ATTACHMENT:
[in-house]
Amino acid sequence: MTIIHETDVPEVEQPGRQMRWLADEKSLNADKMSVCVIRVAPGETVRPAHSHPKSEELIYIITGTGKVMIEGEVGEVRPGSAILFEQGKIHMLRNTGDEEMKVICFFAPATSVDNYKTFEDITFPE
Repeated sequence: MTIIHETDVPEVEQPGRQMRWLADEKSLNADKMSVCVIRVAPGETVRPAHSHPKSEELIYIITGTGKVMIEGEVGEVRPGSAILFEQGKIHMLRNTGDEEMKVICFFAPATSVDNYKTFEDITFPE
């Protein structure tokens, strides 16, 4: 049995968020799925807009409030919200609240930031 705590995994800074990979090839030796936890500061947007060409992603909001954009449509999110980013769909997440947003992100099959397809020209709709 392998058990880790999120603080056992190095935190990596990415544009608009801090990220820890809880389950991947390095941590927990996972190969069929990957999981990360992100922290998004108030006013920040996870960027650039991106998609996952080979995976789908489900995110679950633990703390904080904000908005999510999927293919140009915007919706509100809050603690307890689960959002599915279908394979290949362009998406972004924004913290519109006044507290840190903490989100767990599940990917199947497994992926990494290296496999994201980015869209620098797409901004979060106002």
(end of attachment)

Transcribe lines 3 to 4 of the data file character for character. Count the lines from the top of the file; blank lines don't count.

Repeated sequence: MTIIHETDVPEVEQPGRQMRWLADEKSLNADKMSVCVIRVAPGETVRPAHSHPKSEELIYIITGTGKVMIEGEVGEVRPGSAILFEQGKIHMLRNTGDEEMKVICFFAPATSVDNYKTFEDITFPE
């Protein structure tokens, strides 16, 4: 049995968020799925807009409030919200609240930031 705590995994800074990979090839030796936890500061947007060409992603909001954009449509999110980013769909997440947003992100099959397809020209709709 392998058990880790999120603080056992190095935190990596990415544009608009801090990220820890809880389950991947390095941590927990996972190969069929990957999981990360992100922290998004108030006013920040996870960027650039991106998609996952080979995976789908489900995110679950633990703390904080904000908005999510999927293919140009915007919706509100809050603690307890689960959002599915279908394979290949362009998406972004924004913290519109006044507290840190903490989100767990599940990917199947497994992926990494290296496999994201980015869209620098797409901004979060106002």